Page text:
Three Northern Virginia Community College students displayed their photographic skills during the recent FotoWeekDC exhibit. Alexandria resident Judy Heffner and Woodbridge residents Rose Virgil-Jones and Michelle Wittkoff were encouraged to enter the show by their photography professors Sarah Raymond and Gail Rebhan.
Heffner is a graduate of the photography program at NOVA’s Alexandria Campus and continues to take courses at the campus. She entered “Chinatown Alley” in the exhibit because “the shapes and colors in the image had an appealing geometry in the abstract sense. I liked the fact that the man in the picture was eclipsed by everything around him yet everything led into him. It made him look insignificant, almost anonymous.”
Heffner’s work has been displayed at several venues, including the Kennedy Center for the Performing Arts, Alexandria City Hall, Del Ray Artisans Gallery, Rachel M. Schlesinger Concert Hall and Arts Center, Aldie Mill Historic Park, Tyler Teaching Gallery, and the Art League Gallery at the Torpedo Factory.
“I think photography is a powerful medium,” Heffner said. “It can inform, entertain or move people to action. I love making original images. I always strive to see ordinary people and objects in their customary surroundings from a different angle, to portray their uniqueness and have an impact on the viewer.”
Virgil-Jones is taking photography and art courses at NOVA’s Woodbridge Campus. Her entries, “The Hood 1” and “The Hood 3,” portray street scenes.
“These images were chosen because they represent what is left of the old neighborhood where I grew up and I felt that the viewer would feel what I saw,” said Virgil-Jones who was born and raised in Washington, D.C., but now lives in Woodbridge.
She is currently taking an advanced photography course to improve her skills. Her photos have been published in the book “Documenting the New Northern Virginia” and displayed at NOVA’s campuses in Alexandria and Woodbridge.
Wittkoff is pursuing a photography degree at NOVA’s Woodbridge Campus. The photo she entered in the show, “Dupont Produce,” depicts the weekend farmer’s market at Dupont Circle.
“I chose the photo because it best represents the real D.C. with a mix of people representing cultural diversity engaged in buying and selling goods at the market,” she said. “I was interested in exhibiting my work to a wider audience and the exhibit provided a perfect opportunity. It was nice that the University of the District of Columbia offered portraitDC as a venue for student photographers throughout the region to show their work featuring the city’s neighborhoods outside the standard tourist areas.”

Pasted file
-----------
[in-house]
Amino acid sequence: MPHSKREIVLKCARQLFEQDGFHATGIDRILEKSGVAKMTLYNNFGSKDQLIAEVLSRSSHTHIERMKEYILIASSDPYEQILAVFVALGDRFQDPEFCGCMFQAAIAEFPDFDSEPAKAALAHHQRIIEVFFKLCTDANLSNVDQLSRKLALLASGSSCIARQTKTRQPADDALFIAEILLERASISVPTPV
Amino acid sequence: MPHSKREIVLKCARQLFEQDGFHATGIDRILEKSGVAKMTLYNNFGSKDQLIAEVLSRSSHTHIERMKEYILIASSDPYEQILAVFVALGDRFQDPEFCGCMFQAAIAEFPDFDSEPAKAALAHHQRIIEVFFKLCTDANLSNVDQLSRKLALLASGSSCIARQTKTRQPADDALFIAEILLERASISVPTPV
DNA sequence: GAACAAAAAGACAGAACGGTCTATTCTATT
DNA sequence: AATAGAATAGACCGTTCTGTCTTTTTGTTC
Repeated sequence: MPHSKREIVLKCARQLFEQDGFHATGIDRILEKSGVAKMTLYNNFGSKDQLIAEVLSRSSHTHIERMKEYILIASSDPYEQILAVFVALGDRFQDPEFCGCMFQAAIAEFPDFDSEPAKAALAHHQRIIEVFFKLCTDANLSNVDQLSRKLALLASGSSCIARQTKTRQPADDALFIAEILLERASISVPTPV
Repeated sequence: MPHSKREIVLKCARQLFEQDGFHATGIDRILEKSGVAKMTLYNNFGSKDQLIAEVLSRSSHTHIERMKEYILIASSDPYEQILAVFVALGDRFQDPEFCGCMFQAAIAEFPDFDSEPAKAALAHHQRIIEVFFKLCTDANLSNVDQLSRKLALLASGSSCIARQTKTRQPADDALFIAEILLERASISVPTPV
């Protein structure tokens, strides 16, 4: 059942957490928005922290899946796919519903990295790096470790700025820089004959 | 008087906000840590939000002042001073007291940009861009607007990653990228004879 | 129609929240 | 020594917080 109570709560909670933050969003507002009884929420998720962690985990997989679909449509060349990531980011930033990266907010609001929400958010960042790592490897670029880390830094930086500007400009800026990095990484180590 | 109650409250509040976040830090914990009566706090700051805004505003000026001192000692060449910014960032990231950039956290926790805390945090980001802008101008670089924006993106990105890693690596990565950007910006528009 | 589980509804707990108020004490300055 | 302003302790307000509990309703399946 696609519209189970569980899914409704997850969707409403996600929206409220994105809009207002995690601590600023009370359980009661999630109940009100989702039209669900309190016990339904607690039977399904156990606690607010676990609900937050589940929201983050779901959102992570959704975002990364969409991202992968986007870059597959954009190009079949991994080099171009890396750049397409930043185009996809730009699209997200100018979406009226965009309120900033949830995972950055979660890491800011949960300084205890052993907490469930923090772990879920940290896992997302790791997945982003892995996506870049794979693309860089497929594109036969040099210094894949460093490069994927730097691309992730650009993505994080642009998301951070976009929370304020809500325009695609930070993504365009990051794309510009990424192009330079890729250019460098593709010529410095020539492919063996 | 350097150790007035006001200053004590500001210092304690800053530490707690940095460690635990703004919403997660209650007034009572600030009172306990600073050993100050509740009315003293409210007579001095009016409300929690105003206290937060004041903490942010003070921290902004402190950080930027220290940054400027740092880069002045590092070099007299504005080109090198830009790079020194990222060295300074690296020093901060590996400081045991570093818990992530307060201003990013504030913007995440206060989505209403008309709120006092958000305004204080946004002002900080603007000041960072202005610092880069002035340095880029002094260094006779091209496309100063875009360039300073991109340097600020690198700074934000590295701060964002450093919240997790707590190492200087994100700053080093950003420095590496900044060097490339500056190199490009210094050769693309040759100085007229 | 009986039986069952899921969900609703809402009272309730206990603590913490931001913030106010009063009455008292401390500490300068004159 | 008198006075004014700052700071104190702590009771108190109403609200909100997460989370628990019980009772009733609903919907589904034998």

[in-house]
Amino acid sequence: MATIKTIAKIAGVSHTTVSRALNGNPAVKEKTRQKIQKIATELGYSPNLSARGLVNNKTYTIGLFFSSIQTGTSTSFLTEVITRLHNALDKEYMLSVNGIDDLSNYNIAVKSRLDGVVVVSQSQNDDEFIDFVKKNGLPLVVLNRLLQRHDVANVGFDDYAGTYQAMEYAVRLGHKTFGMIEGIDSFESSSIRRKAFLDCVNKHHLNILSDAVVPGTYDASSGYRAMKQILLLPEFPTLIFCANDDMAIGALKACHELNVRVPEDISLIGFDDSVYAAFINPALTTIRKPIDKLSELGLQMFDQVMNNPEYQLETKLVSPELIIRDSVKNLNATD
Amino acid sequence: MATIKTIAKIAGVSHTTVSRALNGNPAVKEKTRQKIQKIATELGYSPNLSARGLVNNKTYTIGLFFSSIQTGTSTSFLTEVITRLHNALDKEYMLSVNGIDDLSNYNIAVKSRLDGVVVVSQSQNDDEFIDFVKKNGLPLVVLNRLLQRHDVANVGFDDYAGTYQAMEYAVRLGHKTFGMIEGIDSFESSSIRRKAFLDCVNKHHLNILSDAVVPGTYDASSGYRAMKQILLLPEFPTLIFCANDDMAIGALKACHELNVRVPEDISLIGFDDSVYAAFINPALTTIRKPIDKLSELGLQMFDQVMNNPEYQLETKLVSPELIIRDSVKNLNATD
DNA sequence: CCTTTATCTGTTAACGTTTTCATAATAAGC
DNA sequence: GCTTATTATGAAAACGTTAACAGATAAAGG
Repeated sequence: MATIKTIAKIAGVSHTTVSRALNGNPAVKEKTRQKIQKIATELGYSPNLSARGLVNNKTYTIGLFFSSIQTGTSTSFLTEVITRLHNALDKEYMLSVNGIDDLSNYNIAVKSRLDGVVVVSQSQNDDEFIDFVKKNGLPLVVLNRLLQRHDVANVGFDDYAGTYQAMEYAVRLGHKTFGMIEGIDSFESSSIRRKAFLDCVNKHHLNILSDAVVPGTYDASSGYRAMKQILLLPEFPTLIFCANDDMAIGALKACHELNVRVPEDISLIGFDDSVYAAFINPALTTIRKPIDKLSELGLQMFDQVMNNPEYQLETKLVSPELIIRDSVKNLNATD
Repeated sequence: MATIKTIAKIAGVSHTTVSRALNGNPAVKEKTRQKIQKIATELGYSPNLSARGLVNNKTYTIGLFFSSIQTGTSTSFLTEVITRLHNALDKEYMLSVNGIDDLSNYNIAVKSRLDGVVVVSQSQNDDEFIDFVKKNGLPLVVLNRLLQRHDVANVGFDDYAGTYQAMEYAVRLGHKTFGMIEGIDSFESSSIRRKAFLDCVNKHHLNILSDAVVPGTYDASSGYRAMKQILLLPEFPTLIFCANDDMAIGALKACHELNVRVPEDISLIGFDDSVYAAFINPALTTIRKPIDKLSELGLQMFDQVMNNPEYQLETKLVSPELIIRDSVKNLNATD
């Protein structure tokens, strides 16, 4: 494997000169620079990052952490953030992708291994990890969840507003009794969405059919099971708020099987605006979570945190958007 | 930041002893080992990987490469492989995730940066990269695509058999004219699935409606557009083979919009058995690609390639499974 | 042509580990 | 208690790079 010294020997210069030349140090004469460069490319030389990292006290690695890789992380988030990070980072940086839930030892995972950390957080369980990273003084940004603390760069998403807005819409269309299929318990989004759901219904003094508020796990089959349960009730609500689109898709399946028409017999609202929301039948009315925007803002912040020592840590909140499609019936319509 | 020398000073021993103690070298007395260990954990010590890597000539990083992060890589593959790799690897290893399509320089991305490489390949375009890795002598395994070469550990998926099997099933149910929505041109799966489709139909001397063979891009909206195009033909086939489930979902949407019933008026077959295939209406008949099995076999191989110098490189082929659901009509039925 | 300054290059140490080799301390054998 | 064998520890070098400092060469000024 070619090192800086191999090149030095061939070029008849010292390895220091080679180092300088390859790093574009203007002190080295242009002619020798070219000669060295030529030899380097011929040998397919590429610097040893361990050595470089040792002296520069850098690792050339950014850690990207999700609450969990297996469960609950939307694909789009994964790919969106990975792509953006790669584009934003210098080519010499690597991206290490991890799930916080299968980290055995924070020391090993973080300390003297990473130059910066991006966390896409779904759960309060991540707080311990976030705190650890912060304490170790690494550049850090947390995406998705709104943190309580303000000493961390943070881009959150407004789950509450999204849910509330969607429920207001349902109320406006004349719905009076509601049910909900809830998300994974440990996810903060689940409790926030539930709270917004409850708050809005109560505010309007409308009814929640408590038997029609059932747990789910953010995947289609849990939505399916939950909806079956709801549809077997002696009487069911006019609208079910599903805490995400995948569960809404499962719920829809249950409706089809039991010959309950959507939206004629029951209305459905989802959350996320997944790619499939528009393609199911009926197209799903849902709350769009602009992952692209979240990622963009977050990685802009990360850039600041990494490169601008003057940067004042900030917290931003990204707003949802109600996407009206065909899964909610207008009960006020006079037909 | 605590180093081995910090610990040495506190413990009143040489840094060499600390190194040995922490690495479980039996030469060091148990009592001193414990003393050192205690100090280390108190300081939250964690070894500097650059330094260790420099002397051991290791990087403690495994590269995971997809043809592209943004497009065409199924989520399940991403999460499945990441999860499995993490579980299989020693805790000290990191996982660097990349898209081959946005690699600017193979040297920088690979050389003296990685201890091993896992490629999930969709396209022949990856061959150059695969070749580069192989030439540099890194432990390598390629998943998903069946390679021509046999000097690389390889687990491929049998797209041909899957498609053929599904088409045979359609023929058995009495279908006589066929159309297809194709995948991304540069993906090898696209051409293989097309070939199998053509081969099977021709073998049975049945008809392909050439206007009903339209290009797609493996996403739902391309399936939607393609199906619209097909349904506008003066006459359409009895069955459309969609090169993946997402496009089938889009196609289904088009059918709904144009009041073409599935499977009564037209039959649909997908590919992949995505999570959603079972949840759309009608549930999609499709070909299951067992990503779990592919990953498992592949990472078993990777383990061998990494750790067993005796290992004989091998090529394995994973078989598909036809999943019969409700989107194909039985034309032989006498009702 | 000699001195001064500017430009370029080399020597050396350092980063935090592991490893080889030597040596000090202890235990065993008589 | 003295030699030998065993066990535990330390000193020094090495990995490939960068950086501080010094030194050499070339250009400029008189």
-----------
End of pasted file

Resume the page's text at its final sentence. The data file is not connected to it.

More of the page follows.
Wittkoff is enrolled in a class on photographic careers as well as a supervised study course that allows her to work on an independent project. She has completed several other classes including “Electronic Darkroom,” “Studio Lighting,” “Video” and “Digital Imaging.” Her work was last exhibited in the Spring Art Show at the campus.
As part of FotoWeekDC, portraitDC challenged visitors and residents to explore the city on a deeper level, according to the show’s organizers. The exhibition took place Nov. 5 to 13 in Gallery 42 at the University of the District of Columbia.
In addition to NOVA students, portraitDC included works by students at American University, The Corcoran, George Mason University, Howard University, and The University of the District of Columbia. This was the first time these college photography programs collaborated on a show.
Northern Virginia Community College is the largest institution of higher education in the Commonwealth of Virginia and one of America's largest community colleges. NOVA enrolls more than 75,000 students at its six campuses in Alexandria, Annandale, Loudoun, Manassas, Springfield and Woodbridge, and through the Extended Learning Institute. For more information about NOVA and its programs or services, call 703-323-3000 or visit the College's Web site, www.nvcc.edu.